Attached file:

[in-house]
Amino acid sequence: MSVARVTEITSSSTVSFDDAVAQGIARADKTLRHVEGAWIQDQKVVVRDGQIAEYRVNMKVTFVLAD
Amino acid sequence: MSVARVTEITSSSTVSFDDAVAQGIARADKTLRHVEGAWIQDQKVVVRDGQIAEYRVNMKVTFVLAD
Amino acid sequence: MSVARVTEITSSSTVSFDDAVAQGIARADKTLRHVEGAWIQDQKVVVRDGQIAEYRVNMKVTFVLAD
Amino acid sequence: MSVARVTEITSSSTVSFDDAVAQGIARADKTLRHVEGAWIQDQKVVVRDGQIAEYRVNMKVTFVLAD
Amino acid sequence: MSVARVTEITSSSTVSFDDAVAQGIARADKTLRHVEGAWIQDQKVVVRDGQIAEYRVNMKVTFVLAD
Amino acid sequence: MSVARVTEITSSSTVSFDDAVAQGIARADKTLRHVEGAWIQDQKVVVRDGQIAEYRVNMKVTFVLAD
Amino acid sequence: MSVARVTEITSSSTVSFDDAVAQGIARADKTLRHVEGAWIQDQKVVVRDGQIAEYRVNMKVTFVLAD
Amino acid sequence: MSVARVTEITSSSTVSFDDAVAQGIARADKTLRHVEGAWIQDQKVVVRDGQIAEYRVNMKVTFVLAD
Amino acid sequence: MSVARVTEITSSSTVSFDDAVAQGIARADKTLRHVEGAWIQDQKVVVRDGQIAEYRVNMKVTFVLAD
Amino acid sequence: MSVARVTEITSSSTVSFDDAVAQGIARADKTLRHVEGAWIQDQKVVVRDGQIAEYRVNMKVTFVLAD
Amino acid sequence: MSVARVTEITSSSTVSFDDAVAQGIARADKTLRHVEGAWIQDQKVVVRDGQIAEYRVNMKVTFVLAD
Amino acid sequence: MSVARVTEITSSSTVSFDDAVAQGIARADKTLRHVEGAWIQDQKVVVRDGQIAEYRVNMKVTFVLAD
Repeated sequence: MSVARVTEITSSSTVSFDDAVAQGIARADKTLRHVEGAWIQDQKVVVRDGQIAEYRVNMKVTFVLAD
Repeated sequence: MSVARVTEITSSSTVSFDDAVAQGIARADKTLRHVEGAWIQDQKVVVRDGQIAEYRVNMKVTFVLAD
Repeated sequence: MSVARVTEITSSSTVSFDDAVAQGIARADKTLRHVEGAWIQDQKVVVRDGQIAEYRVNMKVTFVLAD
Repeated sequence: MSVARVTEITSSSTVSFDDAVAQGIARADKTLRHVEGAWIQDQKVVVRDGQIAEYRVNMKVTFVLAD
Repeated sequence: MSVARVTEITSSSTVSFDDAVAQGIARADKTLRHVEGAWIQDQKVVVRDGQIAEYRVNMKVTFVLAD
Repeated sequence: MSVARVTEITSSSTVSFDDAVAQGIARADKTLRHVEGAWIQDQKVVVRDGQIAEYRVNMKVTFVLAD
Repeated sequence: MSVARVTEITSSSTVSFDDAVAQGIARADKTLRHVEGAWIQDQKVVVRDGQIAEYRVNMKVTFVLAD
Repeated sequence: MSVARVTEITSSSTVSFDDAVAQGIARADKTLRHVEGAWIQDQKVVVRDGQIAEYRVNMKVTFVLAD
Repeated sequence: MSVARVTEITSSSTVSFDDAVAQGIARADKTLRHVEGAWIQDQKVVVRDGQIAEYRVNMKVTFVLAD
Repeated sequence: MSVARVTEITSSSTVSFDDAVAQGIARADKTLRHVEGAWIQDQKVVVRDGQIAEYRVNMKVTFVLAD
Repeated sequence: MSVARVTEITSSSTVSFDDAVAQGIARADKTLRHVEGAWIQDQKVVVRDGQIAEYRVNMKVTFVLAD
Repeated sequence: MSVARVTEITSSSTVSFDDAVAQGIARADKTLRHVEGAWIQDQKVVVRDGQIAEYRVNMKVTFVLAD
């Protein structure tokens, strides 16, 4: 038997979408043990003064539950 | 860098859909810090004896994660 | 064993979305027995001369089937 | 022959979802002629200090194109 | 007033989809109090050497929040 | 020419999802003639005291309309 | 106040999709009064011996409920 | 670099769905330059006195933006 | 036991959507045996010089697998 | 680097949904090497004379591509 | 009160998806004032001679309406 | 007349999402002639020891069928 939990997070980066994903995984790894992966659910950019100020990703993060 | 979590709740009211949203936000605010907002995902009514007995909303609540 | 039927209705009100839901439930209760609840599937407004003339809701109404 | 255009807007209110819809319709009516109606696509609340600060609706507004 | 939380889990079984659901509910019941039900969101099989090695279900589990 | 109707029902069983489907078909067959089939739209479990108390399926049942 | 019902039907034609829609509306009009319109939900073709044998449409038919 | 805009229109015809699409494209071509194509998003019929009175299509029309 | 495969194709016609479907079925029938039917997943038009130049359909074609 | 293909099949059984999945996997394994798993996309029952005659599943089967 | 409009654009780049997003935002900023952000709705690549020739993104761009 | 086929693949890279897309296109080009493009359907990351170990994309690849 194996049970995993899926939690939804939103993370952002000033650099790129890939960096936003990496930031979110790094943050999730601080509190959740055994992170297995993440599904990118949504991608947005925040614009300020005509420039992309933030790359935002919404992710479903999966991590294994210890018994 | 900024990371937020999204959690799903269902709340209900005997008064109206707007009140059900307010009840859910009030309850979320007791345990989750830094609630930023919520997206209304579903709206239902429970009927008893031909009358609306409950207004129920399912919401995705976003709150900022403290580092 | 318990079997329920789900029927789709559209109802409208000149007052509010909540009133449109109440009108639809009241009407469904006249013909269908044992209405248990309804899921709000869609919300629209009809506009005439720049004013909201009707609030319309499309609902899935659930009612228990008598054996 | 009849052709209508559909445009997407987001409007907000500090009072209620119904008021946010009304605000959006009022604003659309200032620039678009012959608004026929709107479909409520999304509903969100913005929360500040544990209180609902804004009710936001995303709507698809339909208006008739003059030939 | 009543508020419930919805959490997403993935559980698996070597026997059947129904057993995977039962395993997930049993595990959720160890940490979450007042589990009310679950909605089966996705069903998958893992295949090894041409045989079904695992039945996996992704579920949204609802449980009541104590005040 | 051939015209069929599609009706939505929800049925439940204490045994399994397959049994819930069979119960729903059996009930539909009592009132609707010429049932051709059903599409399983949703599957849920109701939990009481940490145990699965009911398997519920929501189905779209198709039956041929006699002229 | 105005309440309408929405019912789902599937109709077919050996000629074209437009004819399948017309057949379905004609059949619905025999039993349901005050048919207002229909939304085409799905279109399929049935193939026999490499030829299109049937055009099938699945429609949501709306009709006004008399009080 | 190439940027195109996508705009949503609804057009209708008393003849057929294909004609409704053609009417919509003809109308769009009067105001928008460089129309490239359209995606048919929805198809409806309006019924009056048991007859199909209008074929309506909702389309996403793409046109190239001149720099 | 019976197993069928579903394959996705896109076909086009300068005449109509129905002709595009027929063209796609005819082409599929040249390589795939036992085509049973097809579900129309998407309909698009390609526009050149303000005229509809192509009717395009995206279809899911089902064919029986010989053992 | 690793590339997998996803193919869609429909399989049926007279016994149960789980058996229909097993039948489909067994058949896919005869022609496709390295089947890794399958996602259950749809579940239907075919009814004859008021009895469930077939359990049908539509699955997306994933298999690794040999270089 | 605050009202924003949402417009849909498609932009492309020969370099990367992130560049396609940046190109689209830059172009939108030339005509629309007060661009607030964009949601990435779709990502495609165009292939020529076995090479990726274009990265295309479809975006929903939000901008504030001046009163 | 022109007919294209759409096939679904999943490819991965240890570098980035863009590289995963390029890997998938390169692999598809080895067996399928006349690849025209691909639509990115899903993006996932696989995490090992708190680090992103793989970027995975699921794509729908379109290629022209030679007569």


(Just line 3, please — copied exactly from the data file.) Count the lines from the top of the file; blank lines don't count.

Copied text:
Amino acid sequence: MSVARVTEITSSSTVSFDDAVAQGIARADKTLRHVEGAWIQDQKVVVRDGQIAEYRVNMKVTFVLAD